Headline, July 07 2021/ ''' ''THE -CLIMATE JUSTICE- TAP '' '''


 JUSTICE- TAP '' '''

ON THE WORLD STUDENTS SOCIETY - the exclusive ownership of every student in the world - and where the students of America lead, endless discussions on the burden of wealthy states emissions continue to grow ever more.

ACCORDING TO SOME ECONOMISTS - LOSSES AND DAMAGES from climate change are set to amount from $290 billion to $580 billion a year by 2030. And currently there is no finance stream to meet those costs.

''That means that money that should have gone to education, health care, and infrastructure is now being diverted to emergency response and rehabilitation and reconstruction, which puts developing countries into a vicious cycle of poverty and debt,'' said Harjeet Singh a senior adviser at Climate Action Network International.

''Finance is something that really rich countries, particularly the U.S., have made sure that there is no progress and not even discussion on.''

HURRICANES ARE SEEN AS THE EARTH'S MECHANISM for ferrying excess heat from the Equator towards the poles. With the surface temperature of the planet's oceans having increased nearly one degree Celsius, or 1.8 degrees Fahrenheit, since the pre-industrial era-

There is now more heat in the tropics, and so the planet's transfer of that heat has become more powerful; the storms qucker to intensify and lives of those in their paths more precarious.

Even small increases in hurricane strength can have catastrophic effects. According to the U.S. National Weather Service, doubling wind speed from 75 to 150 miles per hour can mean 256 times as much damage potential.

While the strongest hurricanes in the Bahamas' history once topped out at 160-miles-per- hour sustained wind speeds, Dorian's was 185 - a difference that on the same scale, means more than three times the damage power. For Bahamians, only a handful miles-per hour seem to span the differences tearing down power lines and tearing up concrete.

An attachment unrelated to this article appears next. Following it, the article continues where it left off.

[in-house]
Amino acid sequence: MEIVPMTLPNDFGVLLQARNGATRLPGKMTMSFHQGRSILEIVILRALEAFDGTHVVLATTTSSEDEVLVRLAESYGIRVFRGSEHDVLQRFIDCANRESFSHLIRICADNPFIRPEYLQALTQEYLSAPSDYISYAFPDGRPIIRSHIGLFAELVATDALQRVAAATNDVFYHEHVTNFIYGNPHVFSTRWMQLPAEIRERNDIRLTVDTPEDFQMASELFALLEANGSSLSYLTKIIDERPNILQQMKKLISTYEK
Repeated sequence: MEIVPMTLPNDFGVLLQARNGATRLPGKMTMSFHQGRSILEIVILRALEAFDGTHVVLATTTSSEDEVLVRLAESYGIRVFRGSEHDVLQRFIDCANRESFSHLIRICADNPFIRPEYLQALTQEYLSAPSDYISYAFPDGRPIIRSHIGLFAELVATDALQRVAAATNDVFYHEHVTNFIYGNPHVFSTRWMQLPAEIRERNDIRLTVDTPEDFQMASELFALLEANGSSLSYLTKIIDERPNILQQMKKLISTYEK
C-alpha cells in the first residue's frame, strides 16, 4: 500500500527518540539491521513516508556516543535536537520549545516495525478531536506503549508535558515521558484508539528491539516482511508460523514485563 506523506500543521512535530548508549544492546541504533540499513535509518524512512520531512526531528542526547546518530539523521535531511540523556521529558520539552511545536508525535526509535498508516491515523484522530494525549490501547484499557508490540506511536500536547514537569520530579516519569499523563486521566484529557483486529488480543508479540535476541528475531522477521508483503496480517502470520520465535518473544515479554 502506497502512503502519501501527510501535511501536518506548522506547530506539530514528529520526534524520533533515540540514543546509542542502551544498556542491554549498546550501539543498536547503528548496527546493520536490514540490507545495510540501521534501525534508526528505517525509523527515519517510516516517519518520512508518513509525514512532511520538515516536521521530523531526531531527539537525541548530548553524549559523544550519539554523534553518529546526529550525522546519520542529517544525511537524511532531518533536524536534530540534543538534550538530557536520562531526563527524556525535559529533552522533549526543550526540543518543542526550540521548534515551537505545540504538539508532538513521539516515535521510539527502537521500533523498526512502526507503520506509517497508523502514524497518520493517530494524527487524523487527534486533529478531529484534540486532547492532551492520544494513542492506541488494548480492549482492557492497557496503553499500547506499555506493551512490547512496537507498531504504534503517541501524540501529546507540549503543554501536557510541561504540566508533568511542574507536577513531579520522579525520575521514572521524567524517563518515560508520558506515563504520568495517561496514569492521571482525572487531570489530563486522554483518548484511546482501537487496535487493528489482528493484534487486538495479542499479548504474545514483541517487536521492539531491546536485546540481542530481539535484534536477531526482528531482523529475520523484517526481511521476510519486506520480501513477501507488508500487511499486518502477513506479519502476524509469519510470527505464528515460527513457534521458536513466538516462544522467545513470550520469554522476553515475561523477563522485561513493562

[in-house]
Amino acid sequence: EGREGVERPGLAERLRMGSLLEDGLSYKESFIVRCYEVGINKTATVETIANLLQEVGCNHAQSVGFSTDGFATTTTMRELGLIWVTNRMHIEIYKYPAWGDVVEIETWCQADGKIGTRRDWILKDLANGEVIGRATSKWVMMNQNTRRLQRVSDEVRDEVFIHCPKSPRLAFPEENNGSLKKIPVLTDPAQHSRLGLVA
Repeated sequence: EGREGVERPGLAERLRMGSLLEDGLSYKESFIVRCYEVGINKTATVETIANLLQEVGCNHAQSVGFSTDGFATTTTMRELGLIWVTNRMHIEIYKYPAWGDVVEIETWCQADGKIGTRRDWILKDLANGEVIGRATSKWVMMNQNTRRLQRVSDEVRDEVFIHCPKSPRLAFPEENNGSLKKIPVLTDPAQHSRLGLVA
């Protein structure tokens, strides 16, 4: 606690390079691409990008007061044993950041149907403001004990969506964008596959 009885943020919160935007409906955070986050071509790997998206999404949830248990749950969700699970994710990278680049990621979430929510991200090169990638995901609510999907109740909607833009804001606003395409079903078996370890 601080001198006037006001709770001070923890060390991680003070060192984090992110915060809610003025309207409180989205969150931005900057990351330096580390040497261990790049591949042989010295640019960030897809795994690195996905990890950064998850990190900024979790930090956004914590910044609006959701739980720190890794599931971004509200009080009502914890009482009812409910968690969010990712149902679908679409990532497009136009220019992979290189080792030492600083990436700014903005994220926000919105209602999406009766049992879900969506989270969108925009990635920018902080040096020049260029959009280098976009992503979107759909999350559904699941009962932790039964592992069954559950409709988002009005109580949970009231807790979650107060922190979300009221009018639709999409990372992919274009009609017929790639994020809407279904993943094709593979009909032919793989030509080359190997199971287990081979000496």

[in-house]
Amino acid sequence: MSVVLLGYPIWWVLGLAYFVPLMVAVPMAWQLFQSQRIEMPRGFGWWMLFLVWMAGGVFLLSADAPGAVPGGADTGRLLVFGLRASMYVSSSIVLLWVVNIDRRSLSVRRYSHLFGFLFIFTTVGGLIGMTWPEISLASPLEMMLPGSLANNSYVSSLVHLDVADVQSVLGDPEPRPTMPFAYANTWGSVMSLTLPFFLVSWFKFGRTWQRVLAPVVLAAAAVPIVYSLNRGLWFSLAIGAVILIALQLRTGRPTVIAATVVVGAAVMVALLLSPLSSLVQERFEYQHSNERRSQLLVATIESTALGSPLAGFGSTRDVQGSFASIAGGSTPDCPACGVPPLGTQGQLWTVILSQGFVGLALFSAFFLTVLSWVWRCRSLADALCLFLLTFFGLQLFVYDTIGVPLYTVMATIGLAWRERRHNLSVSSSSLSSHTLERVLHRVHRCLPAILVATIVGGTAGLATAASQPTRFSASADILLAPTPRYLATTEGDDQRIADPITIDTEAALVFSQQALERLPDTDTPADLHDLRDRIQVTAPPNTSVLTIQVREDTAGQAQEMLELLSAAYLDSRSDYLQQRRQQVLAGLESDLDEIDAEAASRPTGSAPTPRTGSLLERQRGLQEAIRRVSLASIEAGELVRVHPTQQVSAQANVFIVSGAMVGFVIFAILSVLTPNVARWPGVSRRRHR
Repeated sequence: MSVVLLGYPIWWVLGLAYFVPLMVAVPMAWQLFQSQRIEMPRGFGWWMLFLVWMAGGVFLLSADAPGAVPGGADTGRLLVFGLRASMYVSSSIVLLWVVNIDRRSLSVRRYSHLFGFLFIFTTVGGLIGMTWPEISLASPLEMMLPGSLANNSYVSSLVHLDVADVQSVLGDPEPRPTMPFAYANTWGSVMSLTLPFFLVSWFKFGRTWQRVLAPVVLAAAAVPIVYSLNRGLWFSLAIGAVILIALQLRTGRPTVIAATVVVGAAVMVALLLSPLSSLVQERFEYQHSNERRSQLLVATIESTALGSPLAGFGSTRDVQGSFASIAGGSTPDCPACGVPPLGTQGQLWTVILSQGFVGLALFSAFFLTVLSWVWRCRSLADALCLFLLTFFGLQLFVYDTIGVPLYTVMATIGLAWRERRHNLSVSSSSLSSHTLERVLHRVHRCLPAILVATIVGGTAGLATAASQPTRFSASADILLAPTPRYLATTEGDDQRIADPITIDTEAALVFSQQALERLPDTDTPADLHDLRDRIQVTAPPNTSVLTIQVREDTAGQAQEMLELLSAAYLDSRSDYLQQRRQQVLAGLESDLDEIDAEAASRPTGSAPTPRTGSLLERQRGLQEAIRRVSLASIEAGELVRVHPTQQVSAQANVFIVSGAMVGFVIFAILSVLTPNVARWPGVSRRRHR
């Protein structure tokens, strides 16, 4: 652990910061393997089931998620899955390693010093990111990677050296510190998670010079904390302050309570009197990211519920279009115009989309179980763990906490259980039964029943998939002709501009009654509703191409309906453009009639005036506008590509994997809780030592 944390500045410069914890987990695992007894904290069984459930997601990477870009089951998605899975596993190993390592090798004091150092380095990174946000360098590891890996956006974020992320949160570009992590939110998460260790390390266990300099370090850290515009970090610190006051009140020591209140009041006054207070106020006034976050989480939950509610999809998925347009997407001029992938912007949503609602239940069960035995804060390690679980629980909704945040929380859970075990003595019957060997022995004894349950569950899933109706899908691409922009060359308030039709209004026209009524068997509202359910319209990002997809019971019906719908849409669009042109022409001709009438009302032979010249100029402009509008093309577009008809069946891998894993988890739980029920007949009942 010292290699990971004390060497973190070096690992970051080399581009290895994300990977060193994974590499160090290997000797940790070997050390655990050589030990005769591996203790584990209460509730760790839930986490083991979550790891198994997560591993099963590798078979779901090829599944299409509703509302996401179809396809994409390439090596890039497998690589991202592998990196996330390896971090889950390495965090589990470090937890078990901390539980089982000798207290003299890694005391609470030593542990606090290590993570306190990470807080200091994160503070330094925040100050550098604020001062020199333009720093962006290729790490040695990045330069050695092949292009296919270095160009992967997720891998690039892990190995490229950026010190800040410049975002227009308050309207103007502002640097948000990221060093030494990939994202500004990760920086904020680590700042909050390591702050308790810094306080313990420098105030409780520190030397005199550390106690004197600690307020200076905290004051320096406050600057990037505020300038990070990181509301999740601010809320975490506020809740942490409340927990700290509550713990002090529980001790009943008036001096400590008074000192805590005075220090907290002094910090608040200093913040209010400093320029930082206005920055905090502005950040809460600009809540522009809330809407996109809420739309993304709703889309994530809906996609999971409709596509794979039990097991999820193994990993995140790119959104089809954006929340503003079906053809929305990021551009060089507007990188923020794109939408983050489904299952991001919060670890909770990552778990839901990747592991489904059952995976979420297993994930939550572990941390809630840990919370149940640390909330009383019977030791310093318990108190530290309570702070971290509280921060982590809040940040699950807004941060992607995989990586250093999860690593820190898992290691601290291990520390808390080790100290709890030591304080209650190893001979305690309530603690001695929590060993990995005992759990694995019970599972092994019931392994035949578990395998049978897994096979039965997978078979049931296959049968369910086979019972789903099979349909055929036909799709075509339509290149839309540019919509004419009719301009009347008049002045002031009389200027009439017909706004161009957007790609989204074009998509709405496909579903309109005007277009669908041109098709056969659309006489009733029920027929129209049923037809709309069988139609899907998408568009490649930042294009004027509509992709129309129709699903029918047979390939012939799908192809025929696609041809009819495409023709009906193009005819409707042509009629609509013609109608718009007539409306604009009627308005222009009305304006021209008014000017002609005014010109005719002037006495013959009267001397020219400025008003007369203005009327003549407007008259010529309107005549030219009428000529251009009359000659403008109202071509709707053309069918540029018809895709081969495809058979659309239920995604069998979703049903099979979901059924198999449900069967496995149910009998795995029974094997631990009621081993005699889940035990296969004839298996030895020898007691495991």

The consequences are immense. The damage Dorian inflicted on the Bahamas was estimated at $3.4 billion - about one-fourth of the country's 2019 gross domestic product. Historically, hurricanes kill very few people in the Bahamas, but Dorian officially killed nearly 100, and hundreds more remain missing.

MOST OF THESE GASES HAVE COME FROM the United States, China, European Union, Russia and other countries. Compared with them, the Bahamas' own emissions are tiny.

And yet it is  the Bahamas, along with other small islands worldwide - like Antigua and Barbuda, the Maldives, Kiribati and the Marshall Islands - that are on the front lines of the climate crises.

Given the long known imbalances between those most culpable  for climate change and those set to suffer most from it, the question who should be held accountable for losses and damages is not a new one. It has been asked for three decades and is even addressed in the Paris Agreement. The Accord is thought to have three pillars.

The first, ''Mitigation,'' mandates that countries commit to doing what they can to keep the rise in global average temperatures well below two degrees Celsius. The second, ''Adaptation'' concerns the preparation of infrastructure and communities to survive changes in the climate.